Release: Trade Balance¬†m/m (Nov)
Consensus Forecast: -$44.8B
Date/Time: 1/13/12 8:30AM ET (13:30 GMT)
Can US Trade Help Turn Around This Week’s Gloomier US Data?
On Friday we get a look at latest trade balance figures from the US for November and we‚Äôll see if exports managed to climb in the US.
With consumer spending – via retail sales – coming in weaker than expected, stimulus from government spending winding down, and corporate investment also soft, it will be up to trade, or better exports, to try and boost overall US GDP.
The consensus forecast is for the trade deficit to have widened to $44.6 billion in November from a $43.5 billion shortfall in October.
In the chart above we see that the trade deficit has been gradually narrowing over the previous 4 months, a positive for growth.
Looking at exports vs imports we see that part of the improvement is coming from US consumers/businesses lowering imports, and prior to October, a slight pick-up in exports.¬†In October both imports and exports decreased showing that both US demand for foreign goods and foreign demand for US goods weakened, a sign that global economic activity was impacted by the sovereign debt situation in Europe.
From BEA: “The U.S. Census Bureau and the U.S. Bureau of¬†Economic Analysis, through the Department of Commerce,¬†announced today that total October exports of $179.2 billionand imports of $222.6 billion resulted in a goods and services¬†deficit of $43.5 billion, down from $44.2 billion in September,¬†revised. ¬†October exports were $1.5 billion less than¬†September exports of $180.6 billion. ¬†October imports were¬†$2.2 billion less than September imports of $224.8 billion”
Some highlights from Census.gov:
- October exports to China ($9.7 billion) were the highest since December 2010 ($10.1 billion).
- October imports from China ($37.8 billion) were the highest on record.
- October exports to Japan ($6.1 billion) were the highest since March 1997 ($6.2 billion).
- October imports from Japan ($12.3 billion) were the highest since April 2008 ($13.0 billion).
- October exports to South and Central America ($15.3 billion) were the highest on record.
In the 2nd quarter trade (exports-imports) contributed 0.24 percentage points to GDP, and in the 3rd quarter trade added 0.43 percentage points to GDP.
US Dollar Index Rises, Should Pressure US Exports
In November, the US dollar¬†rallied which may hamper export growth as US exports were more expensive in foreign markets,
Oil Prices Higher, Oil Import Bill Should Rise
It’s interesting though because despite the gain in the US Dollar index oil prices rallied during November as well, presented a break of the inverse relationship between oil and the dollar that we usually are accustomed to.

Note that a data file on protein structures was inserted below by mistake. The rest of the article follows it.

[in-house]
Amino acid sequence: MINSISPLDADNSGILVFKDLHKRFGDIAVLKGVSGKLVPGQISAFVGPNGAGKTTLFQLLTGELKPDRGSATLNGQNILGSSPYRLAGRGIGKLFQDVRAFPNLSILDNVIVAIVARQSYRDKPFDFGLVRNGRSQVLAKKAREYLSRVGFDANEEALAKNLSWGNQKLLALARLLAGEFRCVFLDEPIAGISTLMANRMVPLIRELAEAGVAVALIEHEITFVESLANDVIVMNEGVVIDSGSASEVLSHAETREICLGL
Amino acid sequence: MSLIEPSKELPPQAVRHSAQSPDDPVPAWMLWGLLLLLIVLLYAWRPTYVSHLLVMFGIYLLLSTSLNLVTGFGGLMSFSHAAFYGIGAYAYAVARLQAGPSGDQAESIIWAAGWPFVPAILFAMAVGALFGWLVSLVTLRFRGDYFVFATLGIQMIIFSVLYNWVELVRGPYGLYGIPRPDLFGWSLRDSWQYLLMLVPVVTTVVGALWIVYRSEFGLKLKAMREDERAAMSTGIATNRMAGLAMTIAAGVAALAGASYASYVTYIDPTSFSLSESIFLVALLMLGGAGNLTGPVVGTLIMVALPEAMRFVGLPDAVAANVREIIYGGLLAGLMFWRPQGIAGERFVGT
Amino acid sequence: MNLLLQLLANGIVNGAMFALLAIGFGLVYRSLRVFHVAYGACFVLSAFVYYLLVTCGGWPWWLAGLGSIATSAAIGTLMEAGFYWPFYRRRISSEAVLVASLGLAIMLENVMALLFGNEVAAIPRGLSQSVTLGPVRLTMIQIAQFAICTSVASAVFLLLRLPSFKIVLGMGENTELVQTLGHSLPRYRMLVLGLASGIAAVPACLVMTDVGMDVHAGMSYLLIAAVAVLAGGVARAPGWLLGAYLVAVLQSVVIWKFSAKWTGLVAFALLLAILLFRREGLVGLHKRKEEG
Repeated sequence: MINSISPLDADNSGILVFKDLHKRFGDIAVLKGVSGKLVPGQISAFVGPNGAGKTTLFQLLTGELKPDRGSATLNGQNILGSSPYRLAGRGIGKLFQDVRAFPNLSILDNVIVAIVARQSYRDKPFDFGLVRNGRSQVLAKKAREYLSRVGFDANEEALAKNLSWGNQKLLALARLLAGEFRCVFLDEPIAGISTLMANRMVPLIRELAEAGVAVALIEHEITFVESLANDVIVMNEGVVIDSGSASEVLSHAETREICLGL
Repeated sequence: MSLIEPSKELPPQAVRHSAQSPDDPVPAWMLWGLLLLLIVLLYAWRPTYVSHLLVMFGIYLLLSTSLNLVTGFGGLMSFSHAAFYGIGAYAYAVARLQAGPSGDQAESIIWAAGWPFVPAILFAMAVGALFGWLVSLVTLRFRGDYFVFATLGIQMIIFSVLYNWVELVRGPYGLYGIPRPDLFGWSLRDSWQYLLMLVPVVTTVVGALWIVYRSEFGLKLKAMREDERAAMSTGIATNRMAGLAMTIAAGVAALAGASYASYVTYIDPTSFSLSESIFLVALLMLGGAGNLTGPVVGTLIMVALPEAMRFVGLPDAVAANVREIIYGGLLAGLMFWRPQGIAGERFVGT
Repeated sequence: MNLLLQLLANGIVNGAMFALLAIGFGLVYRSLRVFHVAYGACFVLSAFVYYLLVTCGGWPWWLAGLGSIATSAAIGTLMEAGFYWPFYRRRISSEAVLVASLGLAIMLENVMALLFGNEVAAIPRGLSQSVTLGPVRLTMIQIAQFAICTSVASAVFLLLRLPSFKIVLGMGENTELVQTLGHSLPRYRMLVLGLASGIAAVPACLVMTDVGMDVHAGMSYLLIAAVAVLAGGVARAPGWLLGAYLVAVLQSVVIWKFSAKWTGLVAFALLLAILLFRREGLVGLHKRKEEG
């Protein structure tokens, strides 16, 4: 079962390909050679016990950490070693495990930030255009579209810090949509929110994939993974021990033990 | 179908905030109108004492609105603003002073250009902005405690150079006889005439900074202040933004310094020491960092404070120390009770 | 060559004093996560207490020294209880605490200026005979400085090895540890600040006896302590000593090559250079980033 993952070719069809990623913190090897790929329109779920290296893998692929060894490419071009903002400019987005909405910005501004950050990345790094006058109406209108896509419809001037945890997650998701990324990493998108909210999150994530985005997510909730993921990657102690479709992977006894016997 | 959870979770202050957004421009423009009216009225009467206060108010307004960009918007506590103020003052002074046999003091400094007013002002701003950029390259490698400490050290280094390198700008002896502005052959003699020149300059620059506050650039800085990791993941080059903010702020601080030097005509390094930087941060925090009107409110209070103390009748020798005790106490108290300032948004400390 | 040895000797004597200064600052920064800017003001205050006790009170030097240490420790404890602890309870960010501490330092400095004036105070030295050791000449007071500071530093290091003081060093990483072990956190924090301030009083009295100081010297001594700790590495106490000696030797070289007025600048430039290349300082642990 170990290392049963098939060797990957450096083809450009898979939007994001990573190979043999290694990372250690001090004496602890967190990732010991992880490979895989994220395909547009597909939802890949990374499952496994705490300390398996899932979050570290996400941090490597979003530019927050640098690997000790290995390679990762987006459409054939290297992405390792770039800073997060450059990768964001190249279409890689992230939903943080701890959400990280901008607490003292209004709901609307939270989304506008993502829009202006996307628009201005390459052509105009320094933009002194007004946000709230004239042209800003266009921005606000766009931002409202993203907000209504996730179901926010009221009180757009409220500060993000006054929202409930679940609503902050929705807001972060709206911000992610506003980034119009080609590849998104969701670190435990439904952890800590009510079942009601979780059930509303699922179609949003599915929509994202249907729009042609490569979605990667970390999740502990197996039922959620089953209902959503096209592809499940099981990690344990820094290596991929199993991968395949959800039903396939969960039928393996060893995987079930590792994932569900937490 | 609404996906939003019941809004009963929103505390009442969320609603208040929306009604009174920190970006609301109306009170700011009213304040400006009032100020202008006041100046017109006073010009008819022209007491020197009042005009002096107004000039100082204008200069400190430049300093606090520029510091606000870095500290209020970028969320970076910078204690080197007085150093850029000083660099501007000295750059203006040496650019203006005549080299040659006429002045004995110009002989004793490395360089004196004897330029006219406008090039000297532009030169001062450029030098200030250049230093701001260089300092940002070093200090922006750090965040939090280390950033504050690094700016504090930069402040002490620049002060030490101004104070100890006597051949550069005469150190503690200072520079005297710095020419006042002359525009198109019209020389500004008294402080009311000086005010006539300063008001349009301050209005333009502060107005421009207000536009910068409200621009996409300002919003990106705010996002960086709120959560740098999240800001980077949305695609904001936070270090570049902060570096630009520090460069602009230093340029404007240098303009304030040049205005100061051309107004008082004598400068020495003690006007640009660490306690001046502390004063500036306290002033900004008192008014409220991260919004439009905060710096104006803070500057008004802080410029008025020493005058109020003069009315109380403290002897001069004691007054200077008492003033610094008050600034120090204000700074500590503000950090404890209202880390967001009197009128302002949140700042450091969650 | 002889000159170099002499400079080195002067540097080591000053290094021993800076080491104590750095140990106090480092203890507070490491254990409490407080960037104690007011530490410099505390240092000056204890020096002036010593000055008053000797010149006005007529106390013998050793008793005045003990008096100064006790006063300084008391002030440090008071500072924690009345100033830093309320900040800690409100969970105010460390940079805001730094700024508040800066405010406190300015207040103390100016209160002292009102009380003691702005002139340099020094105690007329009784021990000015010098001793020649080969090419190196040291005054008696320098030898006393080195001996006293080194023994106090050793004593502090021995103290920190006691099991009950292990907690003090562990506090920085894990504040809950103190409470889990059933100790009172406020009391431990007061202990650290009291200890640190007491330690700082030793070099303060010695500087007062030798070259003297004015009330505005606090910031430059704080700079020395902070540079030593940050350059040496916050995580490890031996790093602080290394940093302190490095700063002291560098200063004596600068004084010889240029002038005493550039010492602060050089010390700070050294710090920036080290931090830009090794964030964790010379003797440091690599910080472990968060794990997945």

The the average price per barrel of crude oil has also been on the decline for the last 5 months.¬†The oil bill for the month of November however should rise oil prices rebounded during November.
The first half of November saw oil prices rise from the $90 barrel level to above $100, though they did ease to the $95 a barrel level in the middle to late part of November.
Here’s a look at the correlation between oil and the Dollar Index over the last year, showing the 2 moving in the same direction during November, something that goes against the usual relationship between the two.
Summary – Much Likelier Deficit Widens And Not Narrows
Therefore with a stronger dollar during the time period measured we can expect exports to be impacted negatively, while higher oil prices can cause the import bill to increase. That tells us that the trade balance is likely to widen, as expected by the consensus forecast.
Most likely the answer to the question posed then at the beginning of this article is no, trade data on the face of it does not look like we have the conditions for a positive surprise. However, if exports did pick up, and we do have another month in which the trade balance narrows, that would be a positive sign for the US economy.
Information and opinions contained in this report are for educational purposes only and do not constitute an investment advice. While the information contained herein was obtained from sources believed to be reliable, author does not guarantee its accuracy or completeness. FXTimes will not accept liability for any loss of profit or damage which may arise directly, indirectly or consequently from use of or reliance on the trading set-ups or any accompanying chart¬†analysis.